Microfinance institutions have already established new financing products for small-scale energy solutions, expanded their operations’ reach in rural areas, and built other microfinance options suited to poorer members of the population living in remote areas.
- A total of 91,715 households in rural and peri-urban areas, 21 percent of which were female-headed households, acquired high-quality pico systems: autonomous, mobile solar energy systems that can be used for rural electrification at subsidized prices.
- The project helped 517 critical facilities (234 schools, 220 health centers, 23 COVID-19 isolation units, 40 water wells) to receive solar systems. Total capacity installed reached 6.45MWp (Megawatt peak).
- More than 3.2 million people – 51 percent of whom are female – have received services provided by critical facilities that are supported by solar systems, including access to water, educational services, and health care (including care for COVID-19).
- Suppliers, installers, and contractors have begun to gain awareness of the merits of quality products, as well as of design, implementation, and maintenance, resulting in better systems with longer-term sustainability. This increased capacity has helped improve measures to safeguard health, safety, security, and environmental (HSSE) aspects of solar energy equipment. When the project started, these were totally absent in all but a very few contractors.
World Bank Group Contribution
This World Bank IDA-financed project of $50 million was approved in April 2018.
To ensure close coordination and avoid duplication, the project team conducted monthly meetings with other development partners to discuss activities and geographical targeting. The project has built a more inclusive and sustainable solar market in Yemen through close cooperation with the MFIs.
The World Bank and other international organizations have helped provide solar energy solutions for rural and peri-urban health facilities, schools, and water facilities, and have encouraged the development of a private sector-driven market for renewable, off-grid electricity. But more must be done to improve access for rural and peri-urban households to electricity, and to improve it for critical services. In June 2022, the Bank approved an additional US$100 million for the second phase of the Yemen Emergency Electricity Access Project, which is designed to improve access to electricity in rural and peri-urban areas in Yemen and to plan for the restoration of the country’s power sector. The grant will provide 3.5 million people, of whom an estimated 48% (1,680,000) are women and girls, with new or improved services to electricity. It will also provide around 700 public services facilities and 100 schools with new or improved electricity services, helping Yemenis to have better access to critical services.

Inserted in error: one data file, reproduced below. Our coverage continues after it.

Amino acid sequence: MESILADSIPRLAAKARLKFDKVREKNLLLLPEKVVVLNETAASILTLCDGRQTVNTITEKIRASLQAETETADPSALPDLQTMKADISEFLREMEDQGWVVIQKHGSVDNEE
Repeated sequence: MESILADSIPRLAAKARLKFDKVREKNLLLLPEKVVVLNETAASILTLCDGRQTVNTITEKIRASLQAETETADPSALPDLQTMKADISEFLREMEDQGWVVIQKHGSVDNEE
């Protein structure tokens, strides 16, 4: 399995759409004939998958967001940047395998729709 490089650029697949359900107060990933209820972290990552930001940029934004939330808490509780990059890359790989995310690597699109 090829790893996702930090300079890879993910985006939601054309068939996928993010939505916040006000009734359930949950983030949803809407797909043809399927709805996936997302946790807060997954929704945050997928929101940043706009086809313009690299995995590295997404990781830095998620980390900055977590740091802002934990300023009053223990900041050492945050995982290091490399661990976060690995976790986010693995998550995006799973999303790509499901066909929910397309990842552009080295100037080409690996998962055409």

The new project targets two main groups of direct beneficiaries and has additional indirect benefits to the solar market and the economy overall.
First, peri-urban and rural populations will benefit directly from the improvements in access to modern household energy, as well as indirectly from better access to services. The project is designed to reduce gender gaps related to access to energy and finance, thus benefiting women and girls.
Second, critical service providers — including health facilities, schools, and rural water corporations — will benefit from grant-financed solar systems. The project ultimately strengthens the service delivery capacity of the public sector.
Businesses along the solar value chain can also indirectly benefit from the project as they reap the rewards of having more access to higher-quality solar solutions as a result of the project’s market-strengthening measures. This will help both direct project beneficiaries as well as solar users in Yemen in general. With an estimated 20–30% of the investment value expected to remain in the local economy, the project also contributes to the creation of jobs, thus benefiting the Yemeni economy.